The fourth book focuses primarily on the suspense plot as they try to figure out who is behind the serial murders.  It is clear that he has been killing men who look like Jory, and soon his behavior escalates to bombing, kidnapping, and even more killing, all closer to home than ever before.  This part of the book is exciting, suspenseful, and really thrilling.  At one point I thought I had it all figured out, but Calmes give us a great mystery and kept things just twisty enough that I could follow the plot without giving it all away.  This thriller plot is what really sold this book for me and I loved all the twists, suspense, and excitement.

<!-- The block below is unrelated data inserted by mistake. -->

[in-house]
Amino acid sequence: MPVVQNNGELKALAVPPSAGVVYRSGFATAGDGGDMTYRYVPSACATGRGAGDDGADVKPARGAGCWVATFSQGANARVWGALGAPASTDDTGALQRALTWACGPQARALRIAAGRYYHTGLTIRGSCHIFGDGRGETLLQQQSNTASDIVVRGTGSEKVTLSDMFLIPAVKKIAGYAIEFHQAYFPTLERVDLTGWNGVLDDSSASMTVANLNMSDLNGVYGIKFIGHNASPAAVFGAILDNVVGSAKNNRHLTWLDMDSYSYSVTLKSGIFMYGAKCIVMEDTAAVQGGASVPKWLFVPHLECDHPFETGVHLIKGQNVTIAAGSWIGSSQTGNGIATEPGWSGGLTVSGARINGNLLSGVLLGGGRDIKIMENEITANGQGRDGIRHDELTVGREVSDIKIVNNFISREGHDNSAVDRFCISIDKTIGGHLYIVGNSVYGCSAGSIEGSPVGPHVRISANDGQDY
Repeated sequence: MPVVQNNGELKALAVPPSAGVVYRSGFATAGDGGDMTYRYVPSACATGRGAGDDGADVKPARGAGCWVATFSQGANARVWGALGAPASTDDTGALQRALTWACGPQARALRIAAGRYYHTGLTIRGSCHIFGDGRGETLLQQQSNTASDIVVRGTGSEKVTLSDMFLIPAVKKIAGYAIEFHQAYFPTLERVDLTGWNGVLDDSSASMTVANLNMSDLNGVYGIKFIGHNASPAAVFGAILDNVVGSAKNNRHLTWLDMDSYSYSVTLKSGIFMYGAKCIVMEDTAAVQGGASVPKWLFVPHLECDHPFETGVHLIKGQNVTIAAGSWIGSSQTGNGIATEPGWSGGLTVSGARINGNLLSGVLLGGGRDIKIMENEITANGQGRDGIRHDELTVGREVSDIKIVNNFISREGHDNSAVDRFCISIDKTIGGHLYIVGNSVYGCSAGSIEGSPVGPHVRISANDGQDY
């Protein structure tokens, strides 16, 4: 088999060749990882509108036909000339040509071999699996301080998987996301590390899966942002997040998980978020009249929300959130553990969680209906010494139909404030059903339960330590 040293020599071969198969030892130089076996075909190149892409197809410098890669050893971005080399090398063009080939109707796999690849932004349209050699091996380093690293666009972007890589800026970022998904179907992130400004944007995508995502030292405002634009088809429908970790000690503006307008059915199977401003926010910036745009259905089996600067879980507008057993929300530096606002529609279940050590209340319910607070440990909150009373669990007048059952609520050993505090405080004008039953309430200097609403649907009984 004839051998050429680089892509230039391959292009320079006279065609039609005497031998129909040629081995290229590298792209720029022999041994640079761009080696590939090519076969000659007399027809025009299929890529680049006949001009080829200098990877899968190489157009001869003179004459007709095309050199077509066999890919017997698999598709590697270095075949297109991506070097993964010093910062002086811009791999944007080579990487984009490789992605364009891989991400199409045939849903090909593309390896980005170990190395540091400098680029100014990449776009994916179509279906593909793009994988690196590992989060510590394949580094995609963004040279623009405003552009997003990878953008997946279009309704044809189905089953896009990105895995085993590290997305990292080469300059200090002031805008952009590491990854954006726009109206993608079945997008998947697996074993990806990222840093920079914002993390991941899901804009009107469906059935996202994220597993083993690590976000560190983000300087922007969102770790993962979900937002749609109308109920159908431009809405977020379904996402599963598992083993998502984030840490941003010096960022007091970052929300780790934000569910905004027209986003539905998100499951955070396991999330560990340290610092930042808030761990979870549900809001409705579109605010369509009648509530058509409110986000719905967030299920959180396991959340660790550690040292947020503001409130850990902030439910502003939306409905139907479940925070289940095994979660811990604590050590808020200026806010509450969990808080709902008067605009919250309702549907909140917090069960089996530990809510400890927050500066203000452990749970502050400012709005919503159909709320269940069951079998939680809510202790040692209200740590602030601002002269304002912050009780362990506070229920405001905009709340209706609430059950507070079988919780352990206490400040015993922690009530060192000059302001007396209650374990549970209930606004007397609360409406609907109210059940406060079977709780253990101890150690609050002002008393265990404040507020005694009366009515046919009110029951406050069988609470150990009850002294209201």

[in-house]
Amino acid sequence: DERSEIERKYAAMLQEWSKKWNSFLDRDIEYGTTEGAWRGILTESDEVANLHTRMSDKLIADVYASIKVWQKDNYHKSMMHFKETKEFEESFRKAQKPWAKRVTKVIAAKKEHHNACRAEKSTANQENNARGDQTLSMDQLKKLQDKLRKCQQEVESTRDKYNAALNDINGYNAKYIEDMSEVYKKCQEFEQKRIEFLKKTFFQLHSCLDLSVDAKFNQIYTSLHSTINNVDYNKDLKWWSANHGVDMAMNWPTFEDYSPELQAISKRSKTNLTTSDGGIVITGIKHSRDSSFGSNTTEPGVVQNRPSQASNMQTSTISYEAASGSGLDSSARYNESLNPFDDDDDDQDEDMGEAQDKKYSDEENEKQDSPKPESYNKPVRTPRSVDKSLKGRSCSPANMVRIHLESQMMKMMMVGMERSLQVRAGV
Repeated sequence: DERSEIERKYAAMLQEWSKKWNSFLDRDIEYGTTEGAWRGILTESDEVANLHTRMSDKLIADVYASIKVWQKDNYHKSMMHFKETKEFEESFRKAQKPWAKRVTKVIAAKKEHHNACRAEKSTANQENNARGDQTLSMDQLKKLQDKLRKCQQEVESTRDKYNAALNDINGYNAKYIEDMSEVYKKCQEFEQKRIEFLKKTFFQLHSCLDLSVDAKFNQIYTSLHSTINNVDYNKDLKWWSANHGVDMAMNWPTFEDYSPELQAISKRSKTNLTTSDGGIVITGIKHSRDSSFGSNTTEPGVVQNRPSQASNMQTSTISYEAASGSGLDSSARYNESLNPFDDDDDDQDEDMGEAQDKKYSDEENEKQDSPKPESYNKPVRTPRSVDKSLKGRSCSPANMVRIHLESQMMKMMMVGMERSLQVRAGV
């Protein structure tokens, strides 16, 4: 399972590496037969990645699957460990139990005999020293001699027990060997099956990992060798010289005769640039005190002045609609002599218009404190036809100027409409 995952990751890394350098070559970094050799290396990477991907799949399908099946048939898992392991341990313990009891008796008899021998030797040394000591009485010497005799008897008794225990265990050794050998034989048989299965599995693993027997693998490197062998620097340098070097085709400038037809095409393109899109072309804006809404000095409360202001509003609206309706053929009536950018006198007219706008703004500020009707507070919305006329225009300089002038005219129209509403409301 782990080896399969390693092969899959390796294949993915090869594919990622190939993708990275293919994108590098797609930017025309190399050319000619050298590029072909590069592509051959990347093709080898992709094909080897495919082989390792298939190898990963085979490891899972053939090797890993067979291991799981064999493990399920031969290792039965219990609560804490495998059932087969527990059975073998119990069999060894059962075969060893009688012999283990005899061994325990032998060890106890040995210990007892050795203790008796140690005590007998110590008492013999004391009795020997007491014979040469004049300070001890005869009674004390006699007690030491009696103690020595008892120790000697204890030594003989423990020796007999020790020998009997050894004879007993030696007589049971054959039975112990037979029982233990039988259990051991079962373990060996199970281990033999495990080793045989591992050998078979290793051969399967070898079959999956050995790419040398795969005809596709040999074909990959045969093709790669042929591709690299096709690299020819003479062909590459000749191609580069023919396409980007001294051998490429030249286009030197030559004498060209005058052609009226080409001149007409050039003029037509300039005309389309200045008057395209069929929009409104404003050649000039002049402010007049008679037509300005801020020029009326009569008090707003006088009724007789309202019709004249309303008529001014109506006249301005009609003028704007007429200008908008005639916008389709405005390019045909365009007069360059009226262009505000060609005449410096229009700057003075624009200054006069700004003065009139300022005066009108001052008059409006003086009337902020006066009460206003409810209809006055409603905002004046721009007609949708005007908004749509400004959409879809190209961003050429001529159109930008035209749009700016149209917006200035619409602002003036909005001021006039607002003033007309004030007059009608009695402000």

Ok, so where I ran into trouble here is mostly the same places I had issues in the first book, and that is primarily Jory.  On one hand I loved the guy. He is a great narrator. He is sweet and fun and full of life and will do absolutely anything (include run headlong into trouble) for the people he cares about.  But he is one frustrating guy, let me tell you.  As with the first book, once again EVERYONE loves Jory.  Pretty much every guy he encounters wants him desperately, and once again, we get begging ex boyfriends and hookups, not to mention new folks who can’t resist him. There is at least one character who seems to be in the book for the sole purpose of wanting to be with Jory.  He has no other role at all.  And it is not just men; women all love him too. He is like a pet. They all tell him how gorgeous he is, they are always touching him and sighing about how wonderful he is.  I will say it is toned down a bit in this story versus the first volume, but still over the top.